By then we’d been hiking four hours. Exhausted, we gingerly side-stepped down the sheer granite cliffs until finally, our ears perked up at the sound of gurgling water. A series of eight-to- ten waterfalls cascaded over rocks and boulders. We stopped at one and jumped into a bubbling pool,  re-energized by the chilly snow melt water…

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As we curved through a dense section of forest toward the bottom, Saxon said, “Hey, guys, I have a confession.”

“What?” we asked.

“You know that guy’s beer? I kicked it off the cliff.”

“What? What were you thinking?” we chided.

“I’m sorry,” Saxon said sheepishly .

“Well, please tell us you drank it first,” Jimmy replied.

“No, I thought it was buried like you do at the beach with an empty can,” Saxon explained.

“Man! That poor guy. He was probably so looking forward to that ice cold beer before his ride back down the mountain,” we chided. “You should have come clean.”

We limped the last mile back to the village, and scored a table at the sushi restaurant where we pounded Arnold Palmers, and frosty Sapporo, and all the water we could drink.

Coors light

Sorry, nice photographer guy. Saxon owes you a 12-pack of Silver Bullets.

Or at least a Dirty Snow Angel.

Cheeks ‘n’ Chodes

sax with bunz

After rafting the gridlocked Truckee River and battling the masses for shady piece of real estate at Angora Lake on a recent trip to Tahoe, the Ratty Pack was craving some solitude. I had read about Secret Cove Beach located a few miles up Highway 28 from Sand Harbor not far from Incline Village. You have to park along the highway and hike down a 1/4-mile trail. When we arrived at 11 a.m., there were only a dozen or so cars which was a good sign. Halfway down the path, pine needles crunching under our feet, we caught a glimpse of gorgeous aquamarine water. Another good sign!

view from trail

The closer we got to the beautiful beach, the more excited I became.
The closer we got to the beautiful beach, the more excited I became.

At the end of the trail, we rounded a corner and easily found a spot on the beach. The good news was the crescent of white sand fringed by water in all hues of peacock feather blue! Dotting the beach were only 40 people or so. The bad news? 36 of those beach goers were naked. Yes, we had stumbled upon a clothing optional beach.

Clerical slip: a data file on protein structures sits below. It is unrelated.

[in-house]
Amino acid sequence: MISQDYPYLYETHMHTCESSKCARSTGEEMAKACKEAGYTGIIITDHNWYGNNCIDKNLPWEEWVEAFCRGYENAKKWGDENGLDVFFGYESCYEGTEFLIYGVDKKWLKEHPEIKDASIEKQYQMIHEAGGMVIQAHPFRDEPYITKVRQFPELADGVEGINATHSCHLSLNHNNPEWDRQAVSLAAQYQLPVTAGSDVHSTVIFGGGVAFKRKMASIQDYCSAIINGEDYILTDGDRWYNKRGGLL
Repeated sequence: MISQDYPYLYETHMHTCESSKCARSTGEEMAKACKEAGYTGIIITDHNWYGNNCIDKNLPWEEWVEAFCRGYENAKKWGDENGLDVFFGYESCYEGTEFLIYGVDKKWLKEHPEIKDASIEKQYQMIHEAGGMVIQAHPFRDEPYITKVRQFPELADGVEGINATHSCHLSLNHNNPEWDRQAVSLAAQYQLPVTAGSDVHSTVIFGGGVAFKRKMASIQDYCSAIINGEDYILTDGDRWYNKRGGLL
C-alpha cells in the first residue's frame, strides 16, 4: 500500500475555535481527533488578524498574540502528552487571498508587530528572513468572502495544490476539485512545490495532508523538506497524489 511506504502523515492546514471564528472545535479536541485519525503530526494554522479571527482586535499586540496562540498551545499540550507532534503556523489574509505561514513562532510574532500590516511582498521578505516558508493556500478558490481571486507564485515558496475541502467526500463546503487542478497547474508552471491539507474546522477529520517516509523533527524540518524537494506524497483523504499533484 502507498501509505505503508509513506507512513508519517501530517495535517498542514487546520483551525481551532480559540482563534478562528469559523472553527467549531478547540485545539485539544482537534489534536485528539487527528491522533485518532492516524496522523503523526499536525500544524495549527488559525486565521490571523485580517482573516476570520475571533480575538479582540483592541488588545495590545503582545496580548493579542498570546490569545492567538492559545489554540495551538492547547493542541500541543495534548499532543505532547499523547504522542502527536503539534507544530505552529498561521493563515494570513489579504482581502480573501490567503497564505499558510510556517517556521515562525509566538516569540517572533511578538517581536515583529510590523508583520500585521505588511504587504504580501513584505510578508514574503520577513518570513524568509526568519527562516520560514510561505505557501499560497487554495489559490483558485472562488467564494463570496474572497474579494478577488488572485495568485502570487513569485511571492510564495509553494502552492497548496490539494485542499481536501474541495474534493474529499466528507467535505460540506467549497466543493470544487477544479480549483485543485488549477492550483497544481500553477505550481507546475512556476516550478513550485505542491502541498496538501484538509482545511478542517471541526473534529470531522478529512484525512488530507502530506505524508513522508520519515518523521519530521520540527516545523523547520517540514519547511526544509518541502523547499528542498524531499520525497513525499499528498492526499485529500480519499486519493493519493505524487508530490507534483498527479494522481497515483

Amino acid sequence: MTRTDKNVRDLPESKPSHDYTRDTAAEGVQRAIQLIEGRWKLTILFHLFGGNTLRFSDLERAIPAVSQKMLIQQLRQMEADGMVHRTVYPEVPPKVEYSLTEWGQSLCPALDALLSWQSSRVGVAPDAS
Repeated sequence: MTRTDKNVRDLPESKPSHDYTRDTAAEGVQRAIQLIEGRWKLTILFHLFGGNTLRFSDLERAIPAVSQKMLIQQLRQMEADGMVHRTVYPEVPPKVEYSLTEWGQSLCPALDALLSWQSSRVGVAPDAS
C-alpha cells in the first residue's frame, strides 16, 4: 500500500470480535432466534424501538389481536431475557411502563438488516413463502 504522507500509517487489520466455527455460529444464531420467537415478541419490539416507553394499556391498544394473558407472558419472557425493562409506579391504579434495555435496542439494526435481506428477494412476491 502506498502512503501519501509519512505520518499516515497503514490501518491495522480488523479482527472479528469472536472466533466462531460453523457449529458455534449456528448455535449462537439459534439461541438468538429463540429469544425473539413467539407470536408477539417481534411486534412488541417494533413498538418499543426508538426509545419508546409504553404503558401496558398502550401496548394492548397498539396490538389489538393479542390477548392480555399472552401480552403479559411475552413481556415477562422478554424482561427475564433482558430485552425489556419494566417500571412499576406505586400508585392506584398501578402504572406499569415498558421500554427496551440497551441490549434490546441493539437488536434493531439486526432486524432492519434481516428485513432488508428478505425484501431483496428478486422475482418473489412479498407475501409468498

Let’s be honest, the RP aren’t exactly the most modest peeps. I got voted “Most Local” in high school (code for “Chick Most Likely to Cut Class & Sunbathe Topless at Cowells). And, one would be hard pressed to find a photo on Facebook of Jimmy actually wearing a shirt.

But we are parents of two teenagers now. We have standards to uphold. Oh, who am I kidding? I would’ve sold my soul for a dip in that pristine aqua water.

No sooner had we unfurled our towels than Tanner whipped out his phone and updated his Facebook status. “The moment when you think you’re headed to a chill beach, and it turns out to be a nudist beach with no inhabitants under the age of 60. Scarred for life.”

He wasn’t the only one who was scarred. We saw a guy floating spread eagled on a raft, baking his buns of cottage cheese to golden perfection. And a pot bellied octogenarian with Brillo pad pubes cruising the beach for geriatric talent.

And a woman with a droopy rack who was a dead ringer for Magda…

You remember her, don't you? The leathery old lady from "There's Something About Mary."
You remember her, don’t you? The leathery old lady from “There’s Something About Mary.”

Let’s just say no one looked like Channing Tatum

…or Kate Upton.

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It was a peaceful scene though as people waded through the cove’s clear aqua water and sunned themselves on big boulders, and truthfully, as more people came, the crowd was half clothed, half not.

The boys pissed and moaned for a while—”Ah, gross,” said Sax. “It’s a parade of cheeks and chodes.” But after a while they chilled out and stopped complaining. Tanner memorized his lines for the Los Gatos Youth Theatre’s summer musical, 13, which—gratuitous plug!—everyone should come see!